The funds also would go toward various road improvements, streetscapes, sidewalks and other work in core city areas.

By the way, aforementioned bonds are two-thirds bonds, which do not require voter approval.

Read full article » No Comments »

Meanwhile, in Winston-Salem…


The North Carolina Public School Forum held a meeting in Winston-Salem yesterday.

Do I even need to even mention the Forum’s solution to education problems?

Read full article » No Comments »

Becoats bolts to Bull City

Guilford County Schools chief administrative officer Eric Becoats has been named superintendent of Durham Public Schools.

Odds that GCS will replace Becoats and his $150k salary? Perhaps county commission chair Skip Alston will strongly suggest they don’t.

Update: NBC-17 notes Becoats’ issues while he was assistant superintendent down at Char-Meck.

A Durham school board member says “Becoats’ strengths overshadow any allegations like those made during his days in the CMS system.”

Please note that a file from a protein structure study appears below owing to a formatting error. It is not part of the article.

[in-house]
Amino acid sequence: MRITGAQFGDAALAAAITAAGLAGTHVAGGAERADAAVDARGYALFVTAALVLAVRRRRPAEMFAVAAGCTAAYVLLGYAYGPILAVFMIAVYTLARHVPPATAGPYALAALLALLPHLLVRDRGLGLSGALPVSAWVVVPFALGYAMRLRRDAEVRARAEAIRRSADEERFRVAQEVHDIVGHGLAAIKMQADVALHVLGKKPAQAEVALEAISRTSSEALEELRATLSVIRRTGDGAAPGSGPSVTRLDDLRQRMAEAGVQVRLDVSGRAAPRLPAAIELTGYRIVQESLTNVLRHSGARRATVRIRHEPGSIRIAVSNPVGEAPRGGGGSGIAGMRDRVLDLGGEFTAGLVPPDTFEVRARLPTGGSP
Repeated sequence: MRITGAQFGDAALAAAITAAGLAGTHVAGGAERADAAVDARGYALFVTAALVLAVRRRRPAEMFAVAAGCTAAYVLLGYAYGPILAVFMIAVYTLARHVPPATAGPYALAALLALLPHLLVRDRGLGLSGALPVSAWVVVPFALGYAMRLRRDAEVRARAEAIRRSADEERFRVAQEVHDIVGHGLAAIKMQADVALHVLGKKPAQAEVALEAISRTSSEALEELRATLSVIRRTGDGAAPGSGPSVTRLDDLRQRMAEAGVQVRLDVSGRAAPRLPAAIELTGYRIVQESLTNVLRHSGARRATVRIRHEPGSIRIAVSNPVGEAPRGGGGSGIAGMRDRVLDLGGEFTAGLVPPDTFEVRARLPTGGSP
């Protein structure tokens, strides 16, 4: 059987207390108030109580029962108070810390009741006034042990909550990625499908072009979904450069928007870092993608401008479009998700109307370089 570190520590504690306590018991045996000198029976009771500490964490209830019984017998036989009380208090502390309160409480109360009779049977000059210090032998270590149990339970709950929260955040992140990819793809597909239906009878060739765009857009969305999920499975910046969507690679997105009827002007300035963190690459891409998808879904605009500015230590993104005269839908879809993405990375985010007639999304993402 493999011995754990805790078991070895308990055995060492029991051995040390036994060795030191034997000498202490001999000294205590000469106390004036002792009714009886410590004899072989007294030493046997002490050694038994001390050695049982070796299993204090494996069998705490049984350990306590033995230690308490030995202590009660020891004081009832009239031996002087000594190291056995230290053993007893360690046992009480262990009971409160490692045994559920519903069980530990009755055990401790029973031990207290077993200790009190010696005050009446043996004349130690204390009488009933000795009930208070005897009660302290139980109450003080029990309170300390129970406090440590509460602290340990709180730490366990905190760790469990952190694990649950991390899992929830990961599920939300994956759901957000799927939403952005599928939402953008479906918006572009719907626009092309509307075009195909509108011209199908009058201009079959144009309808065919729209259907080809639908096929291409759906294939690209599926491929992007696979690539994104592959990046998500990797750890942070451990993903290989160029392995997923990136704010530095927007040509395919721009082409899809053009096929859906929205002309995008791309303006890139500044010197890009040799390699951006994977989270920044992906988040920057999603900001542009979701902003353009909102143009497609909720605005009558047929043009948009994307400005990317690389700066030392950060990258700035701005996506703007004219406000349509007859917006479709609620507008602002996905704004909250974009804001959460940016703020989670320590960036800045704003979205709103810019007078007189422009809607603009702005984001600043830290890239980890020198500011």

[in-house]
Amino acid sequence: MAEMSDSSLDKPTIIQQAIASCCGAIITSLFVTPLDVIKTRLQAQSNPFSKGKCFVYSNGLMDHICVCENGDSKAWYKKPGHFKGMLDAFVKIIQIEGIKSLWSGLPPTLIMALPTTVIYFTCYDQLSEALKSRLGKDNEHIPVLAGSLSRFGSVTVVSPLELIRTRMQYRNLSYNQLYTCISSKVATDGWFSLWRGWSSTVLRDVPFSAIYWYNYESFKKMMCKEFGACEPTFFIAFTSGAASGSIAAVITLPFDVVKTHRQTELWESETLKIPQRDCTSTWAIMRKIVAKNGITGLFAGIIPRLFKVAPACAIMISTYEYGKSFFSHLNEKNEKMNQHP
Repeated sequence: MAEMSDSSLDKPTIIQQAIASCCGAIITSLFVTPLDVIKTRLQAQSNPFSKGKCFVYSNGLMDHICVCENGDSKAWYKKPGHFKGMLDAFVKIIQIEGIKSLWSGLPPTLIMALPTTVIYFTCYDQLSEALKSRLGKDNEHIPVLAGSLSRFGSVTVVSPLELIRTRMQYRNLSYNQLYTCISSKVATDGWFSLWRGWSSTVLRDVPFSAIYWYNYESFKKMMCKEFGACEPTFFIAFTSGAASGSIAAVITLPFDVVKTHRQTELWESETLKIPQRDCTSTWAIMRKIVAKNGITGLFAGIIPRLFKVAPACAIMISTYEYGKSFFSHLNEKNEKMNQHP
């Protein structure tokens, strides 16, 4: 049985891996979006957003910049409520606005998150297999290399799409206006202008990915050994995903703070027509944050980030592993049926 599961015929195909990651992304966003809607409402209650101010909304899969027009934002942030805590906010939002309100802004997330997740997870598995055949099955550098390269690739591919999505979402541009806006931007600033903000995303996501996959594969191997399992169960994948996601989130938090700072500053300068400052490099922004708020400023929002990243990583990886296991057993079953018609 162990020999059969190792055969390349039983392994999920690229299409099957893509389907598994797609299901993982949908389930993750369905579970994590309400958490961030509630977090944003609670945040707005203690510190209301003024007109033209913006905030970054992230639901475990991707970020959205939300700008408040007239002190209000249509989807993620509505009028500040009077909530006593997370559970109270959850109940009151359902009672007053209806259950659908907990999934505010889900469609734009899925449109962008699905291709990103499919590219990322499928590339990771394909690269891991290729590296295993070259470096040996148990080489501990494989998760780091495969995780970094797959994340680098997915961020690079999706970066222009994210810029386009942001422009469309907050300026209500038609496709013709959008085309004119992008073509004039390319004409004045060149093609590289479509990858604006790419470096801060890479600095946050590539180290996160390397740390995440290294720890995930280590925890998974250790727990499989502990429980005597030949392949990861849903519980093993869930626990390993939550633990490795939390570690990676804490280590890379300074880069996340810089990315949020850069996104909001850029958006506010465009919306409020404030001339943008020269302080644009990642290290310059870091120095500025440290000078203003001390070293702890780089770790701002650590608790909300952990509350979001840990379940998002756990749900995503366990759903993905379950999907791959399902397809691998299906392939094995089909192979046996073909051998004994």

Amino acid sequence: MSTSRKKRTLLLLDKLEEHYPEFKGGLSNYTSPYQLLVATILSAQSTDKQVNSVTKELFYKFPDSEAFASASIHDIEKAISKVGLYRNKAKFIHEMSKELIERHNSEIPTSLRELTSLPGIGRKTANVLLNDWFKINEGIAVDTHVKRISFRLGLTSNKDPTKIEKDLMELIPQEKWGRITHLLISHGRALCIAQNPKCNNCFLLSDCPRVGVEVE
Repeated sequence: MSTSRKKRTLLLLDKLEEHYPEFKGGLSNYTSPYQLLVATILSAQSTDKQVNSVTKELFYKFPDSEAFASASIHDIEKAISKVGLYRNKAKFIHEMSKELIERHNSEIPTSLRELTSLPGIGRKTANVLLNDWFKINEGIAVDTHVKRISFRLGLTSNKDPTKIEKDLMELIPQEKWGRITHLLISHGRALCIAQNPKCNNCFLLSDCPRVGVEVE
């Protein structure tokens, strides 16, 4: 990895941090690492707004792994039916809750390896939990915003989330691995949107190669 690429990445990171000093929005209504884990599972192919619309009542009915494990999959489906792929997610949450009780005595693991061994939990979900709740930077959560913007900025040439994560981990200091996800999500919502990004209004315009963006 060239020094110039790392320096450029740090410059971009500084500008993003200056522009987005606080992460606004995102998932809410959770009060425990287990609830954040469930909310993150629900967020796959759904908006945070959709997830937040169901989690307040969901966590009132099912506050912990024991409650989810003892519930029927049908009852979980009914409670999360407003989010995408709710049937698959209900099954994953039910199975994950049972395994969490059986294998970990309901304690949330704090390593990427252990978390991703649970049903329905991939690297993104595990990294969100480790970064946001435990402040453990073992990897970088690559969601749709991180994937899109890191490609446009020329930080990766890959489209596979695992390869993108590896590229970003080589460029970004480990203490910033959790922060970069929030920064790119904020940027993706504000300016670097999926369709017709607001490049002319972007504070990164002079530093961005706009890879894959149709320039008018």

Read full article » 1 Comment »

Triad flunks air quality standards

Pardon me while I step out on the deck and —-aaahhhhhh—–breathe in this morning’s fresh spring air.

Triad flunks American Lung Association’s air quality report card. This morning’s N&R article (unposted –as far as I can tell) expresses some skepticism while noting that the ALA is using two-year-old data.

Read full article » 5 Comments »

I (heart) AZ

I ran into a buddy yesterday and he told me how pumped up he was about his trip to —–you guessed it —— Arizona.

“Dude,” I said, “spend some money —– and bring me back a T-shirt.”

Look, it’s fair to question the Arizona’s immigration law —of all people, Jonah Goldberg expresses concern that there could be civil rights violations.